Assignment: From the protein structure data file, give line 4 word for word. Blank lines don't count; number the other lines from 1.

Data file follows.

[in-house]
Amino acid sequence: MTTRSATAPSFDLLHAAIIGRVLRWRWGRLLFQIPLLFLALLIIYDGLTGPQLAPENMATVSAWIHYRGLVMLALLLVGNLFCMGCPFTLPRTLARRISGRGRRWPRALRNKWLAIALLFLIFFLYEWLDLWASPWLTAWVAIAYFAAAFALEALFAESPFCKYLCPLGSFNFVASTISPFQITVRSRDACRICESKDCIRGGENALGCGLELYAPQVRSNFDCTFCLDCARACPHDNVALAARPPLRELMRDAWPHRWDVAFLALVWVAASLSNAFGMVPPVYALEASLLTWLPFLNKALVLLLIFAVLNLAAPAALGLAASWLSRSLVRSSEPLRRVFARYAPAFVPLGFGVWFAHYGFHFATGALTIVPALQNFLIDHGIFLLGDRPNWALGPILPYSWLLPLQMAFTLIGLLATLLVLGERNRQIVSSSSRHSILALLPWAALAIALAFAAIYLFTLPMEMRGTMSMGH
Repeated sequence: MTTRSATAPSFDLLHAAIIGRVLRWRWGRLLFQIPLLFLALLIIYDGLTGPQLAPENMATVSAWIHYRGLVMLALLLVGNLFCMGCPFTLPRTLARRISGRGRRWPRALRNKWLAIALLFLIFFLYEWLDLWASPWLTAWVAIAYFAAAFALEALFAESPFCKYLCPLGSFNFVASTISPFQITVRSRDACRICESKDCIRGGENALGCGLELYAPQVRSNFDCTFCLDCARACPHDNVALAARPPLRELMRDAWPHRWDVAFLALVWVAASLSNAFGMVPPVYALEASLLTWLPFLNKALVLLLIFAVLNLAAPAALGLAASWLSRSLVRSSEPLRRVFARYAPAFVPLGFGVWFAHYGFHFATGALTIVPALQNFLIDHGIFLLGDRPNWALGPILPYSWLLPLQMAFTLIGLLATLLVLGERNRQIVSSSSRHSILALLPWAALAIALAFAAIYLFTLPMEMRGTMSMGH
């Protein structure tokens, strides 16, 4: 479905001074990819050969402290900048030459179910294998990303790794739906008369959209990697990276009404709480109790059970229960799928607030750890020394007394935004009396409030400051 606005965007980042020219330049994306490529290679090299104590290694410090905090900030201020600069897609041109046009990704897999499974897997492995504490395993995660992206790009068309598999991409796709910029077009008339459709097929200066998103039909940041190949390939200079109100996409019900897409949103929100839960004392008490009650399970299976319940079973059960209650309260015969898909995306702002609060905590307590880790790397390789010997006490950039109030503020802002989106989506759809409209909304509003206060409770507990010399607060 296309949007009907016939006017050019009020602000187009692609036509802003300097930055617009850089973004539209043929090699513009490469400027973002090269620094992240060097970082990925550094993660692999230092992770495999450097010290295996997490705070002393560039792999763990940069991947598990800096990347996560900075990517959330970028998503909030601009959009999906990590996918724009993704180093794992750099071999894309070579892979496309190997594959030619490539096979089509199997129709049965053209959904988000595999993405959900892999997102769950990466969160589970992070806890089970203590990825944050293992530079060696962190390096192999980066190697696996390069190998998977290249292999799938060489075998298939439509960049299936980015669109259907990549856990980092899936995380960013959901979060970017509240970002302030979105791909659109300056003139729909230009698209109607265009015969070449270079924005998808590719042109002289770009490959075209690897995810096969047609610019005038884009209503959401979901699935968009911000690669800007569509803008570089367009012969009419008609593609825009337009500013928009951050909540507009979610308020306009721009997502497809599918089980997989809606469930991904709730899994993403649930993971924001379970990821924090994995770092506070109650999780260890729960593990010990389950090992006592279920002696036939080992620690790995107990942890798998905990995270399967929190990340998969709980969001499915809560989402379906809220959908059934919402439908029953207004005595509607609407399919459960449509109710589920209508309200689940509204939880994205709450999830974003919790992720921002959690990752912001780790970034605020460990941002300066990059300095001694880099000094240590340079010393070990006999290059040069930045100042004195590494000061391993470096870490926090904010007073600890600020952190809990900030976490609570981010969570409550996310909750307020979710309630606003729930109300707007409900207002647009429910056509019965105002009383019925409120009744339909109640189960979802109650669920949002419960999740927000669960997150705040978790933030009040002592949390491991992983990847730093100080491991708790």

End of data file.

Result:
């Protein structure tokens, strides 16, 4: 479905001074990819050969402290900048030459179910294998990303790794739906008369959209990697990276009404709480109790059970229960799928607030750890020394007394935004009396409030400051 606005965007980042020219330049994306490529290679090299104590290694410090905090900030201020600069897609041109046009990704897999499974897997492995504490395993995660992206790009068309598999991409796709910029077009008339459709097929200066998103039909940041190949390939200079109100996409019900897409949103929100839960004392008490009650399970299976319940079973059960209650309260015969898909995306702002609060905590307590880790790397390789010997006490950039109030503020802002989106989506759809409209909304509003206060409770507990010399607060 296309949007009907016939006017050019009020602000187009692609036509802003300097930055617009850089973004539209043929090699513009490469400027973002090269620094992240060097970082990925550094993660692999230092992770495999450097010290295996997490705070002393560039792999763990940069991947598990800096990347996560900075990517959330970028998503909030601009959009999906990590996918724009993704180093794992750099071999894309070579892979496309190997594959030619490539096979089509199997129709049965053209959904988000595999993405959900892999997102769950990466969160589970992070806890089970203590990825944050293992530079060696962190390096192999980066190697696996390069190998998977290249292999799938060489075998298939439509960049299936980015669109259907990549856990980092899936995380960013959901979060970017509240970002302030979105791909659109300056003139729909230009698209109607265009015969070449270079924005998808590719042109002289770009490959075209690897995810096969047609610019005038884009209503959401979901699935968009911000690669800007569509803008570089367009012969009419008609593609825009337009500013928009951050909540507009979610308020306009721009997502497809599918089980997989809606469930991904709730899994993403649930993971924001379970990821924090994995770092506070109650999780260890729960593990010990389950090992006592279920002696036939080992620690790995107990942890798998905990995270399967929190990340998969709980969001499915809560989402379906809220959908059934919402439908029953207004005595509607609407399919459960449509109710589920209508309200689940509204939880994205709450999830974003919790992720921002959690990752912001780790970034605020460990941002300066990059300095001694880099000094240590340079010393070990006999290059040069930045100042004195590494000061391993470096870490926090904010007073600890600020952190809990900030976490609570981010969570409550996310909750307020979710309630606003729930109300707007409900207002647009429910056509019965105002009383019925409120009744339909109640189960979802109650669920949002419960999740927000669960997150705040978790933030009040002592949390491991992983990847730093100080491991708790």